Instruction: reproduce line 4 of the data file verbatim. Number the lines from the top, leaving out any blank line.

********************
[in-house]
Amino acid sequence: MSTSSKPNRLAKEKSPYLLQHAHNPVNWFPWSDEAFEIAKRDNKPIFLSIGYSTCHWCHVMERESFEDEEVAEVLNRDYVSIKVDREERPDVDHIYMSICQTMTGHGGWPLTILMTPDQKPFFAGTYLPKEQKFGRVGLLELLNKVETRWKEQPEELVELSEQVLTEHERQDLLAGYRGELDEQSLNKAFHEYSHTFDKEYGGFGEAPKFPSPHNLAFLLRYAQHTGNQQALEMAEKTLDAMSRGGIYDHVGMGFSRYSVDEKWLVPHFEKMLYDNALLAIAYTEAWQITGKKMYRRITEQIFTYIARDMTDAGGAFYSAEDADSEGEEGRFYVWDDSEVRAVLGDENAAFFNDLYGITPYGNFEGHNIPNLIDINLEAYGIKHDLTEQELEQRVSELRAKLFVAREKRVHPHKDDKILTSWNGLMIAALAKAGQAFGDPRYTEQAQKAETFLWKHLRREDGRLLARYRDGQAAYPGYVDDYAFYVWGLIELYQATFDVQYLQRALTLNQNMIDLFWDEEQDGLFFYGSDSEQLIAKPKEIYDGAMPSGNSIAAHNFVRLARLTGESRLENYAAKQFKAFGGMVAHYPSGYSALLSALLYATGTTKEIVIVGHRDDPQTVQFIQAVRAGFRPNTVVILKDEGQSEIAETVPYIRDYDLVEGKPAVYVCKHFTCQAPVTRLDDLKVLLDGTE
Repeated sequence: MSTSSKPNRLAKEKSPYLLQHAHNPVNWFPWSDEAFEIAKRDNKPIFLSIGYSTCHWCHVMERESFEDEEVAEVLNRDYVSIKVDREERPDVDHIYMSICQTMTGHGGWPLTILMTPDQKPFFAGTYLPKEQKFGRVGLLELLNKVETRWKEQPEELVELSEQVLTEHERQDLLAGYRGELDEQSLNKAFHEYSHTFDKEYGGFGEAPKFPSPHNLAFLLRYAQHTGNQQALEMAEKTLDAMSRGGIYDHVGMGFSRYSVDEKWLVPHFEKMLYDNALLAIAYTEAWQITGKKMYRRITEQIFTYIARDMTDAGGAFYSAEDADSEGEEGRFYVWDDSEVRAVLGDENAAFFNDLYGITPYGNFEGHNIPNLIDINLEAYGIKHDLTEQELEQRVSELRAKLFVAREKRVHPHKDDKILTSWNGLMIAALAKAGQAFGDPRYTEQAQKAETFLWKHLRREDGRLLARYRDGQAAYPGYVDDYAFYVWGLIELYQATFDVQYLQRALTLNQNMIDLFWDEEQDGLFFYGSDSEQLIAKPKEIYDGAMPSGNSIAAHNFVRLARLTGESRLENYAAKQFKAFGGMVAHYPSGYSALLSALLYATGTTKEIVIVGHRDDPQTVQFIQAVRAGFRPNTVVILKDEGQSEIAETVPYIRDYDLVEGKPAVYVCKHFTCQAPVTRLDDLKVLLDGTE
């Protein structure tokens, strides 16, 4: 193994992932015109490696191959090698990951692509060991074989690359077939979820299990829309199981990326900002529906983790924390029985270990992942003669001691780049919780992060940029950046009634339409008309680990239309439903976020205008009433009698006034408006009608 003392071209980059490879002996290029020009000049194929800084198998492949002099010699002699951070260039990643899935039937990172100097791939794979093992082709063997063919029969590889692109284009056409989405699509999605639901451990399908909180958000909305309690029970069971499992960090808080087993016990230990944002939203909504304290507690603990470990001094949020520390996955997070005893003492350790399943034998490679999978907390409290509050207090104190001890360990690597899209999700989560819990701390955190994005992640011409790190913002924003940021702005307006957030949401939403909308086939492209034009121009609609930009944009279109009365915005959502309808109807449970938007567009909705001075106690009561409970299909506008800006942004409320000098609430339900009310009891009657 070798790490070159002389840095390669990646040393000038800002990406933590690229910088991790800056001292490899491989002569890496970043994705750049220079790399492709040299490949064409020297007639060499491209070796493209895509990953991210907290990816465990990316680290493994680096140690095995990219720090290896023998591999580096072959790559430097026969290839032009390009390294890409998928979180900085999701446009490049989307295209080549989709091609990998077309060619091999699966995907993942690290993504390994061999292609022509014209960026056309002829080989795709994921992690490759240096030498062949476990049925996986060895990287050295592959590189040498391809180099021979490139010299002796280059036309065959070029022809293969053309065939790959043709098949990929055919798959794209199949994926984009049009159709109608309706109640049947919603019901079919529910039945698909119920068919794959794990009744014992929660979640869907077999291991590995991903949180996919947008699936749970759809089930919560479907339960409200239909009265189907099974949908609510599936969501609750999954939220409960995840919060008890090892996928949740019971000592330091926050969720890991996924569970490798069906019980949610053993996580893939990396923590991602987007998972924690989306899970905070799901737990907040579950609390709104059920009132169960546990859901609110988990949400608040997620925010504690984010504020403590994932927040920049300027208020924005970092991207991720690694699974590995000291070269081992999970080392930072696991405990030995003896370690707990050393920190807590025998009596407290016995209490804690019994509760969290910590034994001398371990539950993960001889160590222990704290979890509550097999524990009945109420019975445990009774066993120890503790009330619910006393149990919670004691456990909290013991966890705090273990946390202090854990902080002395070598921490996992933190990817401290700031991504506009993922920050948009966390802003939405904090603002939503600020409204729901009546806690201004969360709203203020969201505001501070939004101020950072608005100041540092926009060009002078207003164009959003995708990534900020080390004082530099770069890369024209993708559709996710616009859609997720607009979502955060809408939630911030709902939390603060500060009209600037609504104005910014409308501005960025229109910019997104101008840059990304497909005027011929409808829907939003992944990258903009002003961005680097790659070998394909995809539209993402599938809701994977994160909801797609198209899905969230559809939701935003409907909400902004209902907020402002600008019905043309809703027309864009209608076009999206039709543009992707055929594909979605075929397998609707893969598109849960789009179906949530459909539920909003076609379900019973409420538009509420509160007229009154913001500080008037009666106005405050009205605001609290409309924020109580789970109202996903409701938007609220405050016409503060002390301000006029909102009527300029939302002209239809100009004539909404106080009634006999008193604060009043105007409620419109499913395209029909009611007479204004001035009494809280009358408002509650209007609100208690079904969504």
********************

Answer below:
């Protein structure tokens, strides 16, 4: 193994992932015109490696191959090698990951692509060991074989690359077939979820299990829309199981990326900002529906983790924390029985270990992942003669001691780049919780992060940029950046009634339409008309680990239309439903976020205008009433009698006034408006009608 003392071209980059490879002996290029020009000049194929800084198998492949002099010699002699951070260039990643899935039937990172100097791939794979093992082709063997063919029969590889692109284009056409989405699509999605639901451990399908909180958000909305309690029970069971499992960090808080087993016990230990944002939203909504304290507690603990470990001094949020520390996955997070005893003492350790399943034998490679999978907390409290509050207090104190001890360990690597899209999700989560819990701390955190994005992640011409790190913002924003940021702005307006957030949401939403909308086939492209034009121009609609930009944009279109009365915005959502309808109807449970938007567009909705001075106690009561409970299909506008800006942004409320000098609430339900009310009891009657 070798790490070159002389840095390669990646040393000038800002990406933590690229910088991790800056001292490899491989002569890496970043994705750049220079790399492709040299490949064409020297007639060499491209070796493209895509990953991210907290990816465990990316680290493994680096140690095995990219720090290896023998591999580096072959790559430097026969290839032009390009390294890409998928979180900085999701446009490049989307295209080549989709091609990998077309060619091999699966995907993942690290993504390994061999292609022509014209960026056309002829080989795709994921992690490759240096030498062949476990049925996986060895990287050295592959590189040498391809180099021979490139010299002796280059036309065959070029022809293969053309065939790959043709098949990929055919798959794209199949994926984009049009159709109608309706109640049947919603019901079919529910039945698909119920068919794959794990009744014992929660979640869907077999291991590995991903949180996919947008699936749970759809089930919560479907339960409200239909009265189907099974949908609510599936969501609750999954939220409960995840919060008890090892996928949740019971000592330091926050969720890991996924569970490798069906019980949610053993996580893939990396923590991602987007998972924690989306899970905070799901737990907040579950609390709104059920009132169960546990859901609110988990949400608040997620925010504690984010504020403590994932927040920049300027208020924005970092991207991720690694699974590995000291070269081992999970080392930072696991405990030995003896370690707990050393920190807590025998009596407290016995209490804690019994509760969290910590034994001398371990539950993960001889160590222990704290979890509550097999524990009945109420019975445990009774066993120890503790009330619910006393149990919670004691456990909290013991966890705090273990946390202090854990902080002395070598921490996992933190990817401290700031991504506009993922920050948009966390802003939405904090603002939503600020409204729901009546806690201004969360709203203020969201505001501070939004101020950072608005100041540092926009060009002078207003164009959003995708990534900020080390004082530099770069890369024209993708559709996710616009859609997720607009979502955060809408939630911030709902939390603060500060009209600037609504104005910014409308501005960025229109910019997104101008840059990304497909005027011929409808829907939003992944990258903009002003961005680097790659070998394909995809539209993402599938809701994977994160909801797609198209899905969230559809939701935003409907909400902004209902907020402002600008019905043309809703027309864009209608076009999206039709543009992707055929594909979605075929397998609707893969598109849960789009179906949530459909539920909003076609379900019973409420538009509420509160007229009154913001500080008037009666106005405050009205605001609290409309924020109580789970109202996903409701938007609220405050016409503060002390301000006029909102009527300029939302002209239809100009004539909404106080009634006999008193604060009043105007409620419109499913395209029909009611007479204004001035009494809280009358408002509650209007609100208690079904969504």